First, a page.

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Nature. 2009 Jul 9;460(7252):231-6. doi: 10.1038/nature08159.

Mechanisms promoting translocations in editing and switching peripheral B cells.

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Howard Hughes Medical Institute, USA.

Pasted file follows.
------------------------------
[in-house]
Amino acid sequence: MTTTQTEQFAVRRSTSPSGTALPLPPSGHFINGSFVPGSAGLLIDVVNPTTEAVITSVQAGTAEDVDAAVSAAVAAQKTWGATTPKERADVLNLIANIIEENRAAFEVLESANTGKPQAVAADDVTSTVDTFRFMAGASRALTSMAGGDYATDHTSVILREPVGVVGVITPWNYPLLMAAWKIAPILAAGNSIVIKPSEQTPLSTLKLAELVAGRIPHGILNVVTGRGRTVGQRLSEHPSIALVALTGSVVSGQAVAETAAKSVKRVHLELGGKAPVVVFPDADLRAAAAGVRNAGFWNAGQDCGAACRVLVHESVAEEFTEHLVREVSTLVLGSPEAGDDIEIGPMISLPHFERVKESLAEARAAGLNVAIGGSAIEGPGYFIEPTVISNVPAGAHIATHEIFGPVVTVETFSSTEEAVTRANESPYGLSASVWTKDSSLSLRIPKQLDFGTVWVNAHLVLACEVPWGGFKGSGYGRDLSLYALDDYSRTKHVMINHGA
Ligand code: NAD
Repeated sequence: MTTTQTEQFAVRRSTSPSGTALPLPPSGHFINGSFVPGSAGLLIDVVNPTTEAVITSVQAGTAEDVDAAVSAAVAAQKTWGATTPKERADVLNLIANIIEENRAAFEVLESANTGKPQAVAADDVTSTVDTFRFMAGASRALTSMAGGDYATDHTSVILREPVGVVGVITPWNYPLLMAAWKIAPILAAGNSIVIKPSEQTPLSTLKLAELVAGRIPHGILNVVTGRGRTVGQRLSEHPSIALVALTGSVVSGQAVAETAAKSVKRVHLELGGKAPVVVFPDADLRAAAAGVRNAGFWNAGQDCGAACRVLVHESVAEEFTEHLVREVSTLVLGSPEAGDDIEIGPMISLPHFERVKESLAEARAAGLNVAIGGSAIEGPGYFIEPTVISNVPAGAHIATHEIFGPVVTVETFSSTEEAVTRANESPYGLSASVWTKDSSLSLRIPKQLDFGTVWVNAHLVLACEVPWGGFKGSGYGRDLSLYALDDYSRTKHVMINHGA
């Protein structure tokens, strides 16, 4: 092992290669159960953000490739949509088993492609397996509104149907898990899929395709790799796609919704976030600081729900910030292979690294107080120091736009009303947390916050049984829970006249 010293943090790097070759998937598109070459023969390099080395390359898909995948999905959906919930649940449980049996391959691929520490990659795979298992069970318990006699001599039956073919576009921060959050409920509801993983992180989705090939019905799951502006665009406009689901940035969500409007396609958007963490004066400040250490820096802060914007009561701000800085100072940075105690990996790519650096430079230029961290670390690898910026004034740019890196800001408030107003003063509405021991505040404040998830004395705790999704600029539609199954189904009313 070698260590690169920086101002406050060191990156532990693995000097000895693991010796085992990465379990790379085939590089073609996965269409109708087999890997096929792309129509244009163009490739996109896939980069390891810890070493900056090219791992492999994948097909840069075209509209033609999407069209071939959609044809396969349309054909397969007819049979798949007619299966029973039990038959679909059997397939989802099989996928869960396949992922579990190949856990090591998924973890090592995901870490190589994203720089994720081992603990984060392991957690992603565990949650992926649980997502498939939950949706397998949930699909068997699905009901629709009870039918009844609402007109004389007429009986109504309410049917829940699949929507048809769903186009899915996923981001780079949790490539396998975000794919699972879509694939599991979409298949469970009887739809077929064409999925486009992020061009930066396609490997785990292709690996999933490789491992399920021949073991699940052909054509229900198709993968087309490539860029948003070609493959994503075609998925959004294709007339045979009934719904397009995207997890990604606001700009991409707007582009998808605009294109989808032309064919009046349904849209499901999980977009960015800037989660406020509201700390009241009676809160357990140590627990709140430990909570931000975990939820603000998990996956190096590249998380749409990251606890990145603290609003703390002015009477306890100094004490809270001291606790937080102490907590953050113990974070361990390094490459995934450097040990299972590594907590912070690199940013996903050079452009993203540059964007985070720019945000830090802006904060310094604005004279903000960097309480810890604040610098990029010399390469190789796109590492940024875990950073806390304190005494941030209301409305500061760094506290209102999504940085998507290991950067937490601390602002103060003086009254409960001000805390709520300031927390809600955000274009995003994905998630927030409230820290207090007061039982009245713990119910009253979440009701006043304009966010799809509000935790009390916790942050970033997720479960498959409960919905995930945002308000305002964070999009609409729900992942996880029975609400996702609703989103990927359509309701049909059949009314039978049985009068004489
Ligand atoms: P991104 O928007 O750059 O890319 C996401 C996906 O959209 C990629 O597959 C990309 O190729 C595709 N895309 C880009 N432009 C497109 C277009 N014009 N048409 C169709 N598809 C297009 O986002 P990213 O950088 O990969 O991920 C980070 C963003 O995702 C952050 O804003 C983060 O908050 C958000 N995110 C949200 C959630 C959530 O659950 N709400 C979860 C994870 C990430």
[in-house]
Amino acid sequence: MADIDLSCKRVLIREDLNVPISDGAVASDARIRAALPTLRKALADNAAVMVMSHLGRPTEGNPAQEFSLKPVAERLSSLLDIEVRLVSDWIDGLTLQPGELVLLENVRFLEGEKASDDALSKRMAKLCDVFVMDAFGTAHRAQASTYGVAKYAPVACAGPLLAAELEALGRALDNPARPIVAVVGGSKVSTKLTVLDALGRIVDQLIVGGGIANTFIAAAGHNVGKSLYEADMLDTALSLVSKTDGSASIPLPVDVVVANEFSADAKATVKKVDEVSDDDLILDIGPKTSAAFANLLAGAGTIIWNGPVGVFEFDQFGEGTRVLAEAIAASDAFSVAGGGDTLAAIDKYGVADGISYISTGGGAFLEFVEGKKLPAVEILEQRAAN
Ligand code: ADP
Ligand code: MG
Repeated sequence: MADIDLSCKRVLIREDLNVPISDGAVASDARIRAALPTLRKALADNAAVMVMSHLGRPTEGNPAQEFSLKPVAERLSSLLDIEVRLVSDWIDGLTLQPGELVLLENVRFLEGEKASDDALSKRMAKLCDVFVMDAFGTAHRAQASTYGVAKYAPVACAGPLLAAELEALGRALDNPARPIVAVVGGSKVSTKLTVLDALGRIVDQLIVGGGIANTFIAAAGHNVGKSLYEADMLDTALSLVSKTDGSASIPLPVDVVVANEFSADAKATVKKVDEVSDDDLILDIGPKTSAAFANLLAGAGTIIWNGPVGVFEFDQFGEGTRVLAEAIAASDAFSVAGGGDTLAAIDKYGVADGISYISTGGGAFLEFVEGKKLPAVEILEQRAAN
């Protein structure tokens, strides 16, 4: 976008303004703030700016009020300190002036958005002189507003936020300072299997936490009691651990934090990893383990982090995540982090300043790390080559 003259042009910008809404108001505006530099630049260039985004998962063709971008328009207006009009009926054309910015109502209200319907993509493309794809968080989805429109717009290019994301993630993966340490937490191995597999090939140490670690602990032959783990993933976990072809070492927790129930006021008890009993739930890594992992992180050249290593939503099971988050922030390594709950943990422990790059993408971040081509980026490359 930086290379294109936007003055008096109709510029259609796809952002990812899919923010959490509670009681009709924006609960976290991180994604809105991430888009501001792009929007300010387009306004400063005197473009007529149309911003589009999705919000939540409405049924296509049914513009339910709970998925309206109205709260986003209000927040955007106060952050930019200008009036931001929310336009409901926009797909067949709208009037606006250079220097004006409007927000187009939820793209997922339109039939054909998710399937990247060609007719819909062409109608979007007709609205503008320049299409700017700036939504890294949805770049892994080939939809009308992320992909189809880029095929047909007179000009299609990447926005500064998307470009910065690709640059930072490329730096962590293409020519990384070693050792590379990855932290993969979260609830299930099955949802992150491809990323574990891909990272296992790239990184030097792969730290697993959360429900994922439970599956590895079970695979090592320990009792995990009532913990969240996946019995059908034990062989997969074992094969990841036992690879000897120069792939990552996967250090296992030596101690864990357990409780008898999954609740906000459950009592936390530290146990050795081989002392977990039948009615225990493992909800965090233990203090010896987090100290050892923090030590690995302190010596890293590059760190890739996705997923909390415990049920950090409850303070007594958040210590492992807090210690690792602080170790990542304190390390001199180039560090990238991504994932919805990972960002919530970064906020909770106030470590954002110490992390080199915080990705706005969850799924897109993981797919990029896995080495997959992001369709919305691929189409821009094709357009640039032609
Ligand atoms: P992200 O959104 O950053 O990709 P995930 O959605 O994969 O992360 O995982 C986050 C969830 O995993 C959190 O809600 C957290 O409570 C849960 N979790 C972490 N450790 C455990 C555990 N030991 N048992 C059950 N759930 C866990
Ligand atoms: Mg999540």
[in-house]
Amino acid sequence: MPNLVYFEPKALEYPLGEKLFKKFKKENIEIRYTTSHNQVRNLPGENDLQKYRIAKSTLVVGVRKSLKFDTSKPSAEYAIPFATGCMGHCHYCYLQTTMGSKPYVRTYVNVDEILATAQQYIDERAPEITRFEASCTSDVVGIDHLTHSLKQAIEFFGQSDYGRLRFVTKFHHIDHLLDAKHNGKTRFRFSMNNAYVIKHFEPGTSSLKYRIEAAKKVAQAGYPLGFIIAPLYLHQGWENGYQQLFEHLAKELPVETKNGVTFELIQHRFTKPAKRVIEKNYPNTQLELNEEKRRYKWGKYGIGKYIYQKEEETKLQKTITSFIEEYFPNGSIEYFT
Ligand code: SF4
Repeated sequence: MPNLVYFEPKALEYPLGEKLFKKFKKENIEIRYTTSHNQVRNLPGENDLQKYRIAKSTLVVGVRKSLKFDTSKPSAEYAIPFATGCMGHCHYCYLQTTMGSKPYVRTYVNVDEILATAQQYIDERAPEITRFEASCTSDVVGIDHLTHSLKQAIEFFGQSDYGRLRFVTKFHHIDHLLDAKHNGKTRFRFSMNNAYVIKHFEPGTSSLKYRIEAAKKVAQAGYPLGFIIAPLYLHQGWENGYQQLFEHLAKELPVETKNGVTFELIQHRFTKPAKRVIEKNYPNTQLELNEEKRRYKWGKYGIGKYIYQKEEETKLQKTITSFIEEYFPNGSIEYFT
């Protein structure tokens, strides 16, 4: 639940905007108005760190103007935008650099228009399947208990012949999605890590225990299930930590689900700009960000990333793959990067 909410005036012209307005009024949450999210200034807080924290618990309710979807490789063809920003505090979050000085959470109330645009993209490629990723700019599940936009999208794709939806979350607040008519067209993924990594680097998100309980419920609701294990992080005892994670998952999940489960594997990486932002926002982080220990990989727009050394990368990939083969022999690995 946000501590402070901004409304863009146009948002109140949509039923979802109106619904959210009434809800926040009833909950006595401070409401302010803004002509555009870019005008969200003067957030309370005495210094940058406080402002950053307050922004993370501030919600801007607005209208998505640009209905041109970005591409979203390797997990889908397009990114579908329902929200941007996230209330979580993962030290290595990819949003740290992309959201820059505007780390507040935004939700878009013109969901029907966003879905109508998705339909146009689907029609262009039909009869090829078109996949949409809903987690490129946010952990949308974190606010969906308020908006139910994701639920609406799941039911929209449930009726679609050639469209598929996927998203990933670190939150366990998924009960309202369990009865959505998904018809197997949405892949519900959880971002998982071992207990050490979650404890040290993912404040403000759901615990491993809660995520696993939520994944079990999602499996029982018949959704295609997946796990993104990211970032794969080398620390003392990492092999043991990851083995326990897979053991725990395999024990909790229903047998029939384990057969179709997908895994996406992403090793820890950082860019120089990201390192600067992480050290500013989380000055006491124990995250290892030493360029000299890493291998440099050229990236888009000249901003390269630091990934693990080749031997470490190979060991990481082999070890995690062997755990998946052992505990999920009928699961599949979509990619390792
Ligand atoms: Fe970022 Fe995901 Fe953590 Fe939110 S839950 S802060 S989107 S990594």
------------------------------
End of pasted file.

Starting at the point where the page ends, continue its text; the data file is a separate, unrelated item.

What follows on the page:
Variable, diversity and joining gene segment (V(D)J) recombination assembles immunoglobulin heavy or light chain (IgH or IgL) variable region exons in developing bone marrow B cells, whereas class switch recombination (CSR) exchanges IgH constant region exons in peripheral B cells. Both processes use directed DNA double-strand breaks (DSBs) repaired by non-homologous end-joining (NHEJ). Errors in either V(D)J recombination or CSR can initiate chromosomal translocations, including oncogenic IgH locus (Igh) to c-myc (also known as Myc) translocations of peripheral B cell lymphomas. Collaboration between these processes has also been proposed to initiate translocations. However, the occurrence of V(D)J recombination in peripheral B cells is controversial. Here we show that activated NHEJ-deficient splenic B cells accumulate V(D)J-recombination-associated breaks at the lambda IgL locus (Igl), as well as CSR-associated Igh breaks, often in the same cell. Moreover, Igl and Igh breaks are frequently joined to form translocations, a phenomenon associated with specific Igh-Igl co-localization. Igh and c-myc also co-localize in these cells; correspondingly, the introduction of frequent c-myc DSBs robustly promotes Igh-c-myc translocations. Our studies show peripheral B cells that attempt secondary V(D)J recombination, and determine a role for mechanistic factors in promoting recurrent translocations in tumours.

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